Players compete with one another in RevolVR at a location based tournament.
Neurogaming showcased two products to the press last month, both of which aim to revolutionise out-of-home entertainment services. Their first product is a platform called Cinema VR, a cloud-based solution for virtual reality (VR) arcades. The second product is called Polygon VR. An arena space where five full body players are able to interact with one another in a free roaming space, which can be recorded and broadcast to television, tablets or phones.
Cinema VR launched December 2016, it’s a turnkey solution for location owners allowing them for quick and easy access to essentially create a four-player VR set-up. It can be used for various different use cases such as for demonstrating industrial applications such as demoing or selling real estate or immersive gaming experiences. Anything that requires up to four users experiencing or interacting with a space can be enabled with Cinema VR. A Cloud-based solution, Morozov explains that the platform services a completely cycle from the selection of an area, content management, location management, guidelines for assembly, a catalogue of available locations, personal training, help with marketing and a pipeline of content.
With an integrated CRM system that is capable of third-party ear pieces, Cinema VR is supposed to help upscale and cross sale as Neurogaming will offer in-app purchases if the location hits a critical mass of users. The CRM is also able to recognise returning users, so if a child interacted with a character in an experience already and returns – the character will recognise her and potentially introduce new objects to interact with. The CRM will allow companies or individuals to register user preferences and offer ways to stimulate customers to return. Really what it is, is an easy set-up for users who are looking for an easy solution that can simply be controlled with a tablet to introduce VR for up to four players in a VR space. Cinema VR is set up on a subscription model at the moment, but next year between Q1 and Q2 it may be coming to consoles and and home users.
Cinema VR is already located in over 40 locations and will come with its own content that Neurogaming create in-house. They’ve already created several VR experiences that span several genres, including well-received shooter RevolVR. An eight minute game, Neurogaming tested the experience last November where they offered over $20,000 as a prize and saw how RevolVRengaged with audiences. Their next VR videogame World of Tanks, is already in Beta testing in Moscow and will be released to the Cinema VR platform come May. Morozov says that they have around 150 leads at various stages for creating more content that will be available to Cinema VR platform users. For now they have 50 locations in Spain with two locations opening in Vancouver, Canada and potentially over 18 Cinema VR locations opening in the United Arab Emirates. Morozov explains that location based VR is a great entry point, a space ripe for entrepreneurs as there is a renaissance taking place in the arcade market.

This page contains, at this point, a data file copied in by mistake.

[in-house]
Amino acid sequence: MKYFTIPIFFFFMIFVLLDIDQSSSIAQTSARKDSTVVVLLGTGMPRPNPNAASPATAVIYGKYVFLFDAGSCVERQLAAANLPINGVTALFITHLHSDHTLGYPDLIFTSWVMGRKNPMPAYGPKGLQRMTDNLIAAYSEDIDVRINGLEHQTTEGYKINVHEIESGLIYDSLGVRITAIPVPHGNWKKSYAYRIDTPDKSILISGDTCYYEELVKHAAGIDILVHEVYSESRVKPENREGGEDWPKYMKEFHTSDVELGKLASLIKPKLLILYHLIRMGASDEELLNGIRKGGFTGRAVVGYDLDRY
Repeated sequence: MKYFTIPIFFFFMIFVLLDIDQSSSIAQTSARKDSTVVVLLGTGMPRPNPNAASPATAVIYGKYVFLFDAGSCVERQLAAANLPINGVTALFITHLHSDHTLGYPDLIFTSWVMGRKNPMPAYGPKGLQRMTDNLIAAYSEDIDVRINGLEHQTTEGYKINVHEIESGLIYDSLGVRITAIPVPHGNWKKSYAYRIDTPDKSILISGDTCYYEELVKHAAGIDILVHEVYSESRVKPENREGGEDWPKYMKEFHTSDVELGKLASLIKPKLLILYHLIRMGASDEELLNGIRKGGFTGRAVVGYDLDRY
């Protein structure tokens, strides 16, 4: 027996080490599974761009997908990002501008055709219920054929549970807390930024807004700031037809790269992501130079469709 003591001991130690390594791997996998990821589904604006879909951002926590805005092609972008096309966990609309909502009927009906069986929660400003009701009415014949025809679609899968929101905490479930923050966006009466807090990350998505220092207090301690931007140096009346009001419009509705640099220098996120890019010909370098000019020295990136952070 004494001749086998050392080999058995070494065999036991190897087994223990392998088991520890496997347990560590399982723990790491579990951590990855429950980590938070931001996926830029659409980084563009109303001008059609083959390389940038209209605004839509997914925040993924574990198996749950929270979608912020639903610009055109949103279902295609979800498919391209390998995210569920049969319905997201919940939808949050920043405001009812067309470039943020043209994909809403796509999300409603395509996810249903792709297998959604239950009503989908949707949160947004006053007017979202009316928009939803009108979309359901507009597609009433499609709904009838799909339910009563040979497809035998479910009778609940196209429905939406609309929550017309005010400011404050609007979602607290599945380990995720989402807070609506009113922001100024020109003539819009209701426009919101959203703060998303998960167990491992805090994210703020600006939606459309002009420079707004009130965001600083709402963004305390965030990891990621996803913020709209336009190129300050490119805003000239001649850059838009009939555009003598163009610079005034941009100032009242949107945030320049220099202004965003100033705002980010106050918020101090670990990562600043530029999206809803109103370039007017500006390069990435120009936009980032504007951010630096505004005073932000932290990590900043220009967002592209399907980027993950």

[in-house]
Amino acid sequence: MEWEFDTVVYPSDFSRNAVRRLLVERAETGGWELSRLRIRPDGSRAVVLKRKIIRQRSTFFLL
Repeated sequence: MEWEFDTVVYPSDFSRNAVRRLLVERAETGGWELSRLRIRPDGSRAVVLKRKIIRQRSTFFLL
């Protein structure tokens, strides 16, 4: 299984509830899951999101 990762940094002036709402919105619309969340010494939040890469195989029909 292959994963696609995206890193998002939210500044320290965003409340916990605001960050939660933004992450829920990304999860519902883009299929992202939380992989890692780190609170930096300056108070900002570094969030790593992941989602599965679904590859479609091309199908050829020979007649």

VRFocus in motion-capture attire and VR headsets play in real-time in New York with a player in Moscow.
Neurogaming’s second product will excite anybody working in immersive entertainment, television, eSports and general videogaming. Polygon VR is an ambitious plan to amalgamate those audiences and connects up to five users in full body tracking systems and VR headsets. Polygon VR then uses a server to connect various physical arenas together and has integrated a built-in broadcast and television system that will allow for live-broadcasting to television, laptops, tablets and mobiles.
Morozov compares it to films The Running Man and The Hunger Games film trilogy, where players can be in dramatic action with zero trauma or risk but with all the spectacle and drama. All the action will be happening in real-time, across real locations with real people all filmed and edited by live action directors and producers to create a show. He also mentions a second screen ability that would enable viewers to have a direct impact on the action taking place. For example if an escape room scenario was taking place, viewers could give a hint to help them. If it was a shooter videogame, viewers could offer team support and try to debuff an enemy team. At the moment they’re hoping to bring AAA franchises on-board to help and bring something which Morozov believes can revolutionise the entertainment industry.
At the moment Polygon VR h ave two locations in Moscow, one in New York and one in Amsterdam. Polygon VR will also be available at the Game Developers Conference (GDC) where they will be able to demonstrate the smaller more mobile version of Polygon VR. Essentially, Polygon VR would be able to create a media show that can also double as a location based entertainment system. Neurogaming are hoping to bring it to Asia as well after showcasing at the Tokyo Games Show in Japan last year and are in talks with several partners in China too.
Morozov says that Polygon VR is hardware agnostic, and as soon as a new piece of hardware is available, they will be the first ones to purchase them and prepare them for both Cinema VR and Polygon VR. At the end of the day, he says that format, concept and content are king in this new age of immersive technology.
To find out more watch the video below.